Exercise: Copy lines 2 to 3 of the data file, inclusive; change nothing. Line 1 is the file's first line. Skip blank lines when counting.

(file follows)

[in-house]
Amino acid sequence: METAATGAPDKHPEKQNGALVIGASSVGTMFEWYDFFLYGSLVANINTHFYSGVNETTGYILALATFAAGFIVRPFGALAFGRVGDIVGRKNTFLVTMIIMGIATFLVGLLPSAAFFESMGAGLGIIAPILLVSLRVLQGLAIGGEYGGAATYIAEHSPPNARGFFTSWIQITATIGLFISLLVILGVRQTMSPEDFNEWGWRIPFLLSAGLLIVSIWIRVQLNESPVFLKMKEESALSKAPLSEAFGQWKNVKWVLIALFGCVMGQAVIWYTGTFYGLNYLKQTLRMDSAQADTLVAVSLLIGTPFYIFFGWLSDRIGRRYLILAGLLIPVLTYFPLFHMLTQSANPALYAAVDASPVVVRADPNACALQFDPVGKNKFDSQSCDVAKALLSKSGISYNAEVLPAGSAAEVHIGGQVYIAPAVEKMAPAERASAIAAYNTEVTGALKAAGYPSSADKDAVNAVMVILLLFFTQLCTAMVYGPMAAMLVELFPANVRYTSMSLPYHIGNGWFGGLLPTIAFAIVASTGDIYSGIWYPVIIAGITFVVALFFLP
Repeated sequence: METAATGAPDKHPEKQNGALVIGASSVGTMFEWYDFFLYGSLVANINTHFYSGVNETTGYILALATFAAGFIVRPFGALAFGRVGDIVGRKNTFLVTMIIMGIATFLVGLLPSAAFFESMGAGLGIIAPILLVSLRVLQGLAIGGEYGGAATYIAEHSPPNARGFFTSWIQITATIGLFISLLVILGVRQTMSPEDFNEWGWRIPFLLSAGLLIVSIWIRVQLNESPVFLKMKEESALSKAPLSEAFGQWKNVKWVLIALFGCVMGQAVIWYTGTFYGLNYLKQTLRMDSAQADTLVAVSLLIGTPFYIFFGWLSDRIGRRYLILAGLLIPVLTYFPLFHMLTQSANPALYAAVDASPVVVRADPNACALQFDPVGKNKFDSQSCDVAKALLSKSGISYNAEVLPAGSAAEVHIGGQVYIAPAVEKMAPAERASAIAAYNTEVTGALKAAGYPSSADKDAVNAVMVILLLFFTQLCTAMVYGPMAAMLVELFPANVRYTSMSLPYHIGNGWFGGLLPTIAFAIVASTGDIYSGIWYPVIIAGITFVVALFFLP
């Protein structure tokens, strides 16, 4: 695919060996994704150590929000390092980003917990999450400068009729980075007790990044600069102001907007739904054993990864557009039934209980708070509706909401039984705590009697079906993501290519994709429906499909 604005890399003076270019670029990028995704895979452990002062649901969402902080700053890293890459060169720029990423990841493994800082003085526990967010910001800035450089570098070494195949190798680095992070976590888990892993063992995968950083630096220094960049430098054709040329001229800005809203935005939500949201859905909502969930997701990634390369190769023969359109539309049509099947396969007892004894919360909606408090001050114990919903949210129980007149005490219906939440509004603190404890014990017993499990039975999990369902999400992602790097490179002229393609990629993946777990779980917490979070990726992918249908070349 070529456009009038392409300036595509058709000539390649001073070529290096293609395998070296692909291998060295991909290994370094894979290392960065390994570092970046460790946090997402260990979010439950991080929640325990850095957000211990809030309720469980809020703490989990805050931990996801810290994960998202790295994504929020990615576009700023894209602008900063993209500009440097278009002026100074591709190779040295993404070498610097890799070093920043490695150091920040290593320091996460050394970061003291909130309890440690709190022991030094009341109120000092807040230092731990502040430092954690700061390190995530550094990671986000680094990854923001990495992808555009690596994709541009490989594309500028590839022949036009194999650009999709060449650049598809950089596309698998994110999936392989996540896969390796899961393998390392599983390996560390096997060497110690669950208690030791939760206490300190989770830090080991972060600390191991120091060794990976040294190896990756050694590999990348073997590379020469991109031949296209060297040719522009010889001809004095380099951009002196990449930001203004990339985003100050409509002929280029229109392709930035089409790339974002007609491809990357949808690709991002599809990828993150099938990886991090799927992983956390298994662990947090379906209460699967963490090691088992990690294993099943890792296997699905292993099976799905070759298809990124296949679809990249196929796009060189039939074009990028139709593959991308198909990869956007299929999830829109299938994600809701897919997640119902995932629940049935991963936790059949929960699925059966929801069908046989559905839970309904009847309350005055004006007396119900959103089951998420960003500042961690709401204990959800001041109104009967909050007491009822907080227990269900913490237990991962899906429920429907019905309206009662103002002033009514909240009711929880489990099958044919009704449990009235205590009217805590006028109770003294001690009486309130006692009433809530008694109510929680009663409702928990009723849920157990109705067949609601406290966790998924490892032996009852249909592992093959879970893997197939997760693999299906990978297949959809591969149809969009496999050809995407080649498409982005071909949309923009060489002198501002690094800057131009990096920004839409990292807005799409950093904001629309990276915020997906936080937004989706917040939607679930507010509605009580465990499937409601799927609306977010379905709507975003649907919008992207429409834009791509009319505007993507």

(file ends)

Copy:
Amino acid sequence: METAATGAPDKHPEKQNGALVIGASSVGTMFEWYDFFLYGSLVANINTHFYSGVNETTGYILALATFAAGFIVRPFGALAFGRVGDIVGRKNTFLVTMIIMGIATFLVGLLPSAAFFESMGAGLGIIAPILLVSLRVLQGLAIGGEYGGAATYIAEHSPPNARGFFTSWIQITATIGLFISLLVILGVRQTMSPEDFNEWGWRIPFLLSAGLLIVSIWIRVQLNESPVFLKMKEESALSKAPLSEAFGQWKNVKWVLIALFGCVMGQAVIWYTGTFYGLNYLKQTLRMDSAQADTLVAVSLLIGTPFYIFFGWLSDRIGRRYLILAGLLIPVLTYFPLFHMLTQSANPALYAAVDASPVVVRADPNACALQFDPVGKNKFDSQSCDVAKALLSKSGISYNAEVLPAGSAAEVHIGGQVYIAPAVEKMAPAERASAIAAYNTEVTGALKAAGYPSSADKDAVNAVMVILLLFFTQLCTAMVYGPMAAMLVELFPANVRYTSMSLPYHIGNGWFGGLLPTIAFAIVASTGDIYSGIWYPVIIAGITFVVALFFLP
Repeated sequence: METAATGAPDKHPEKQNGALVIGASSVGTMFEWYDFFLYGSLVANINTHFYSGVNETTGYILALATFAAGFIVRPFGALAFGRVGDIVGRKNTFLVTMIIMGIATFLVGLLPSAAFFESMGAGLGIIAPILLVSLRVLQGLAIGGEYGGAATYIAEHSPPNARGFFTSWIQITATIGLFISLLVILGVRQTMSPEDFNEWGWRIPFLLSAGLLIVSIWIRVQLNESPVFLKMKEESALSKAPLSEAFGQWKNVKWVLIALFGCVMGQAVIWYTGTFYGLNYLKQTLRMDSAQADTLVAVSLLIGTPFYIFFGWLSDRIGRRYLILAGLLIPVLTYFPLFHMLTQSANPALYAAVDASPVVVRADPNACALQFDPVGKNKFDSQSCDVAKALLSKSGISYNAEVLPAGSAAEVHIGGQVYIAPAVEKMAPAERASAIAAYNTEVTGALKAAGYPSSADKDAVNAVMVILLLFFTQLCTAMVYGPMAAMLVELFPANVRYTSMSLPYHIGNGWFGGLLPTIAFAIVASTGDIYSGIWYPVIIAGITFVVALFFLP